Alternatives to Spraying
Besides Prevention, Prevention, Prevention?
Consider A Bat House!
Consider the community use of a bat house as part of your natural mosquito abatement program. Many zoos, parks, and city managers have installed bat houses in order to provide roosting habitat for their local bat species, as a single bat is capable of eating 500 - 1000 mosquitoes per hour. Though they may not always eat that many mosquitoes, they are known to be an important part of keeping a natural check on exploding mosquito populations. Bats are one of our most beneficial creatures alive. Yet, due to human development and the use of pesticides, the numbers of bats are in serious decline (with some species threatened by extinction).
"With the advent of mosquito-borne West Nile virus, perhaps bats will gain new respect. Spraying for mosquitoes is at best only a temporary measure because insects quickly develop immunity to chemical controls. A more permanent solution is bats, which are mosquito-eating machines. One brown bat can consume 1,200 mosquitoes in an hour." (Denver Post, 9/14/03)
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Bats Offer Alternative Pest Control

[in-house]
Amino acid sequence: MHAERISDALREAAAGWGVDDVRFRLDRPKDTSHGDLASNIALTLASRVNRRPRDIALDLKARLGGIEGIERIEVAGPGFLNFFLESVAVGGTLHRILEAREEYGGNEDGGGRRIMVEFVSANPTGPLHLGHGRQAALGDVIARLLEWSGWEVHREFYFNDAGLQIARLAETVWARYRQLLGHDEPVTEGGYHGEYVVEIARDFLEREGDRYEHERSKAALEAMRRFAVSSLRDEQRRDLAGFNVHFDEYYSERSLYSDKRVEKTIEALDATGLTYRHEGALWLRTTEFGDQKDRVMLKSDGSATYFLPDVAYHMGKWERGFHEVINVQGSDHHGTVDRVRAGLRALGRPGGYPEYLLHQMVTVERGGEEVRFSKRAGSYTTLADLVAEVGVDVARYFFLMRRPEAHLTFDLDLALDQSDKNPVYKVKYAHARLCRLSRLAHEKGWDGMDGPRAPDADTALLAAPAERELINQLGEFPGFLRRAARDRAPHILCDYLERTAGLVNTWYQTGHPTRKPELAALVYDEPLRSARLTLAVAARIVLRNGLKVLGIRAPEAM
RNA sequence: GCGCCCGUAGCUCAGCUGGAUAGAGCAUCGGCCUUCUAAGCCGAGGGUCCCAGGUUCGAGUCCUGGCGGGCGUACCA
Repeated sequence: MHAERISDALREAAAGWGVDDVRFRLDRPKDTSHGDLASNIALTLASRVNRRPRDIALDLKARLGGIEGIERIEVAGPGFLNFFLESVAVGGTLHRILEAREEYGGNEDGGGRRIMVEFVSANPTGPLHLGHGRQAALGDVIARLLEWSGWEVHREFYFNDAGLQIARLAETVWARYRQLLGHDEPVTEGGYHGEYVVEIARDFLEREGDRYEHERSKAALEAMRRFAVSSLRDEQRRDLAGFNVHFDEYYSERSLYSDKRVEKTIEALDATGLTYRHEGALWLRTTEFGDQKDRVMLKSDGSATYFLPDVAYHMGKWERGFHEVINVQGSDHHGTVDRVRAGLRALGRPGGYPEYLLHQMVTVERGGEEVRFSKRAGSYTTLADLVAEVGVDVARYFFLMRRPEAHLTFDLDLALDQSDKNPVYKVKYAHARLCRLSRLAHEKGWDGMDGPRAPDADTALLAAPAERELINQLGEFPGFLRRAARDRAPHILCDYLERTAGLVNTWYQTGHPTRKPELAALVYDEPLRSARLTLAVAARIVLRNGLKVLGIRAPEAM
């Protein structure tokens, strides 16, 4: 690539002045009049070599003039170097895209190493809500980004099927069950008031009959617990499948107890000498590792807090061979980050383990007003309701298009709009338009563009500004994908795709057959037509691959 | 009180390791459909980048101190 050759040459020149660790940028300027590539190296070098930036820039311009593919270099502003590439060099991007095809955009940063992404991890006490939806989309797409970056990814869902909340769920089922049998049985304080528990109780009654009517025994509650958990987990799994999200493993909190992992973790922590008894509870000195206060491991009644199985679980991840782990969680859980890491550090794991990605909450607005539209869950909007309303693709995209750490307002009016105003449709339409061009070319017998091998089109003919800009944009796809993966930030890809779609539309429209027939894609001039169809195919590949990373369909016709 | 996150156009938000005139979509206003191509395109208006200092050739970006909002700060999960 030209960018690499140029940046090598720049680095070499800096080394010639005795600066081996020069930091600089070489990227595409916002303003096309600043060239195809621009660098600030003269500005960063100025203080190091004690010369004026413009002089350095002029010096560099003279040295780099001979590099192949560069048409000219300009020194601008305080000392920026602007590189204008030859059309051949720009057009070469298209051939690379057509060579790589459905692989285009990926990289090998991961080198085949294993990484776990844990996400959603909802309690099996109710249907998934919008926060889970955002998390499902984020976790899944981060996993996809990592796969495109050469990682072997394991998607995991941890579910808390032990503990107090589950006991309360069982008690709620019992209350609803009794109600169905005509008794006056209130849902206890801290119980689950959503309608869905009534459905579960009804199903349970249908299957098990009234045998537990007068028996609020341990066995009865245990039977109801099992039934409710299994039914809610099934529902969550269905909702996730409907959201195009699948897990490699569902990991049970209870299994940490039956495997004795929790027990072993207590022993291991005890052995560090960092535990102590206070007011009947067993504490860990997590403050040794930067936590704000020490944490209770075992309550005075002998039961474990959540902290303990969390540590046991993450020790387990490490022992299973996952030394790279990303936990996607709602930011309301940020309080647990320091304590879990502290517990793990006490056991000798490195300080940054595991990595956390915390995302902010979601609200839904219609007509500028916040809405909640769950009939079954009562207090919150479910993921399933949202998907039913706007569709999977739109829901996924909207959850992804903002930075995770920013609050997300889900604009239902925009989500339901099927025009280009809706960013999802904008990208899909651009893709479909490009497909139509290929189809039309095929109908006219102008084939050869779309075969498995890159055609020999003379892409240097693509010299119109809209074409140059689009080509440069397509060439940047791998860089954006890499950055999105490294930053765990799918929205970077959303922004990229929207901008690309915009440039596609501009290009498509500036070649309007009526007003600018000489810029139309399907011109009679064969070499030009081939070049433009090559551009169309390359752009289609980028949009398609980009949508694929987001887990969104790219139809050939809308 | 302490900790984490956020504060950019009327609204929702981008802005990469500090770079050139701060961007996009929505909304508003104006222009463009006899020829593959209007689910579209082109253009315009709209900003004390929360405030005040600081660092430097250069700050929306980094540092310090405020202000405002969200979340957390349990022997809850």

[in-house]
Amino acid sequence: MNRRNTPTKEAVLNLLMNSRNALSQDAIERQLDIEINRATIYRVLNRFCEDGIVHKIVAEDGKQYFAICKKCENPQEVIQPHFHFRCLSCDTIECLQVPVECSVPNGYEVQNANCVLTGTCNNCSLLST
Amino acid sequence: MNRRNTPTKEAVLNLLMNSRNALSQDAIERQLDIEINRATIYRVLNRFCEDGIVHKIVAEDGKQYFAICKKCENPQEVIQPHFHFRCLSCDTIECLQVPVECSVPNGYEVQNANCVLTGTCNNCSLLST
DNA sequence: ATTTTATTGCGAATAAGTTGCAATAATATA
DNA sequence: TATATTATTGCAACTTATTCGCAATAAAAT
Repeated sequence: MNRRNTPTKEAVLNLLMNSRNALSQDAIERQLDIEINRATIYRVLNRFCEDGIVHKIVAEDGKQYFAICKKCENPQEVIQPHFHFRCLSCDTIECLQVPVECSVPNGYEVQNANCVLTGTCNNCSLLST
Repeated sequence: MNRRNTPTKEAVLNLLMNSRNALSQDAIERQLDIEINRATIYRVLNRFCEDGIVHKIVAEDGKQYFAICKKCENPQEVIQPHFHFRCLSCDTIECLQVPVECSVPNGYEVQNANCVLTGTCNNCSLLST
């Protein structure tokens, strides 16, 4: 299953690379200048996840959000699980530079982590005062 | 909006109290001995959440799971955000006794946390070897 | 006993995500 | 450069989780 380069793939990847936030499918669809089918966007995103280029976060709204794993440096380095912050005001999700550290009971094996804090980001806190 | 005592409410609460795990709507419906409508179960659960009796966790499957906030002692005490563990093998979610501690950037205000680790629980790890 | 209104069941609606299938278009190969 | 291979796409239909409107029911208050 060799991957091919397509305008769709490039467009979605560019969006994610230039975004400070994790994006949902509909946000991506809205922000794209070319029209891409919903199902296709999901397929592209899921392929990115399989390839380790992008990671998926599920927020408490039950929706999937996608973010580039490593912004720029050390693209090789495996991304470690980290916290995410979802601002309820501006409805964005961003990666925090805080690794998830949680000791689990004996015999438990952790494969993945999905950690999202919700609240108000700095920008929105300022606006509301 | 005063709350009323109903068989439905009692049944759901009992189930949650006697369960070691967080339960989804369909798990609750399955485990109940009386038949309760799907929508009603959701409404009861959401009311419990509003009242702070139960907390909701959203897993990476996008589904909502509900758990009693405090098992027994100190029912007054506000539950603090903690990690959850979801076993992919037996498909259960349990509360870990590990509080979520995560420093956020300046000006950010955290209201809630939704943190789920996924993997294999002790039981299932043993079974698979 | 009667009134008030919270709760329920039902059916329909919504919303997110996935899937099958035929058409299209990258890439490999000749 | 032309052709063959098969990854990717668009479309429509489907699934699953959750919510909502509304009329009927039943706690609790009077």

(Daily News Archive ,Beyond Pesticides, November 1, 2001) Homeowners in Florida are beginning to look toward bats to combat nuisance insects in their neighborhood, according to Environment News Service. Florida residents have been increasingly concerned about insect pests since July when West Nile Virus was found in the state. Since then, the use of backyard bat houses has been on the rise. Bats feed on up to 1,000 flying insects per night, including mosquitoes, moths and flies.
A bat house provides
shelter for bats during the day. They tend to stay within the area of
the house during night. Since bats are peaceful creatures, many species
will share the same space in a bat house. On average, most residential
bat houses will hold 100 to 300 bats. The University of Florida's Institute
of Food and Agriculture Sciences created a house that is host to 100,000
bats, now a landmark in the area.
This type of pest control has been used in Europe since the 1960's and first started being used in the United States in the mid 1980's. As bat houses become more popular, certain myths will likely be dispelled. For example, contrary to popular belief, the rate of rabies in bats is very low. Also, it is possible to block bats' access to areas where they may be unwanted.
How much mosquito control can we really expect from our flying friends?
A few of the cities/groups that are working to attract bats for assistance with mosquito abatement:
To learn more about building and maintaining a residential or community bat house, visit:
For more information on bats, bat species, locations, additional links, etc., visit:
12 Bat Facts